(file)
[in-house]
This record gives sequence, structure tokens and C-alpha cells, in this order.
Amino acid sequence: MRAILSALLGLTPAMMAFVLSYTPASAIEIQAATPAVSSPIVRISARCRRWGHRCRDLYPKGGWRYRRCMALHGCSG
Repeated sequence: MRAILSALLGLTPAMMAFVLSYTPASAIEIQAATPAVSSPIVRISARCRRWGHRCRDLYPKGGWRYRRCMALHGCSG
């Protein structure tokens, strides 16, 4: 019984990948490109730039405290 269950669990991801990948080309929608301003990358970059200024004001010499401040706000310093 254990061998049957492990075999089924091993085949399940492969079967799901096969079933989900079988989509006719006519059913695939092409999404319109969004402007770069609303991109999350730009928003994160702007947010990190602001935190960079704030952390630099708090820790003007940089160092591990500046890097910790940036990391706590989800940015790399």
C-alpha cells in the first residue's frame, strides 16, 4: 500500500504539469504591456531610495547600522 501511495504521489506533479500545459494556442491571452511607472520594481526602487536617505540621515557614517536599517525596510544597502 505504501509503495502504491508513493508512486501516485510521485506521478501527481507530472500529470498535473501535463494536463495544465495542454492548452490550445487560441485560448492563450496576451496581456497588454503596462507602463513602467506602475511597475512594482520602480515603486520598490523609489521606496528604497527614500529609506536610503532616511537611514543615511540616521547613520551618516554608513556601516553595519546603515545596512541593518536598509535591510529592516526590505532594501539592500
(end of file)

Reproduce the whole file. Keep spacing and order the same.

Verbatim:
[in-house]
This record gives sequence, structure tokens and C-alpha cells, in this order.
Amino acid sequence: MRAILSALLGLTPAMMAFVLSYTPASAIEIQAATPAVSSPIVRISARCRRWGHRCRDLYPKGGWRYRRCMALHGCSG
Repeated sequence: MRAILSALLGLTPAMMAFVLSYTPASAIEIQAATPAVSSPIVRISARCRRWGHRCRDLYPKGGWRYRRCMALHGCSG
């Protein structure tokens, strides 16, 4: 019984990948490109730039405290 269950669990991801990948080309929608301003990358970059200024004001010499401040706000310093 254990061998049957492990075999089924091993085949399940492969079967799901096969079933989900079988989509006719006519059913695939092409999404319109969004402007770069609303991109999350730009928003994160702007947010990190602001935190960079704030952390630099708090820790003007940089160092591990500046890097910790940036990391706590989800940015790399």
C-alpha cells in the first residue's frame, strides 16, 4: 500500500504539469504591456531610495547600522 501511495504521489506533479500545459494556442491571452511607472520594481526602487536617505540621515557614517536599517525596510544597502 505504501509503495502504491508513493508512486501516485510521485506521478501527481507530472500529470498535473501535463494536463495544465495542454492548452490550445487560441485560448492563450496576451496581456497588454503596462507602463513602467506602475511597475512594482520602480515603486520598490523609489521606496528604497527614500529609506536610503532616511537611514543615511540616521547613520551618516554608513556601516553595519546603515545596512541593518536598509535591510529592516526590505532594501539592500